Josh mentioned outgoing city council president Richard Conlin's letter assailing the process that led to a dispute over heights in Roosevelt earlier this week, but I thought it was worth laying out his case in further detail---if only because the usually mild-mannered Conlin accuses the city of "botching" the zoning process and failing to give the neighborhood "clear goals and guidelines" for future development.

Neighborhood activists protested a city proposal  to increase maximum heights on three blocks adjacent to Roosevelt High School to 65 feet, from the current limit of 40, arguing that taller buildings would block views from the school and present a potential public safety risk. In his letter, Conlin says the city should have increased maximum densities near the station as soon as it was relocated from the freeway to the neighborhood instead of waiting until this year to propose a major upzone.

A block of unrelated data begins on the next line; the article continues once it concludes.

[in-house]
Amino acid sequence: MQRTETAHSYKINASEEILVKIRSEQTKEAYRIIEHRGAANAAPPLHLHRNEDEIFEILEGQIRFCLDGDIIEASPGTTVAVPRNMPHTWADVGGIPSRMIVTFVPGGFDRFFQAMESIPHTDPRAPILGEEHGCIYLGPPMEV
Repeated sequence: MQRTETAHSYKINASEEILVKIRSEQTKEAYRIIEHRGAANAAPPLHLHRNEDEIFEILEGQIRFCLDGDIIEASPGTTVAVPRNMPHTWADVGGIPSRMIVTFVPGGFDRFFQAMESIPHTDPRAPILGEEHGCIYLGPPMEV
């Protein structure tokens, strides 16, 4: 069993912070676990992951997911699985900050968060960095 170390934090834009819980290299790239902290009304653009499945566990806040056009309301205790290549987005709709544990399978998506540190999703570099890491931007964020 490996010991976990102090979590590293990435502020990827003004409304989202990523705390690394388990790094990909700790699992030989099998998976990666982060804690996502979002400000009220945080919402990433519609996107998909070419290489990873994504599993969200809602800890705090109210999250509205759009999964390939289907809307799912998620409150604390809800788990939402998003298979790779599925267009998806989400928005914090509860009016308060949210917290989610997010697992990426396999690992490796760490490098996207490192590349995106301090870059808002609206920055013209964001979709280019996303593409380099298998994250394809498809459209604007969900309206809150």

Additionally, Conlin takes on neighborhood activists who say the city council has failed to "listen to the neighborhood" or respect its wishes. Noting that the neighborhood planning process is advisory, not binding, Conlin calls such accusations "both a misread of the role of neighborhood planning and demeaning to the civic dialogue.

He adds: "The City Council has the legal responsibility for making decisions; neighborhood planning is an opportunity for the community to help shape those decisions by developing proposals for the Council to consider."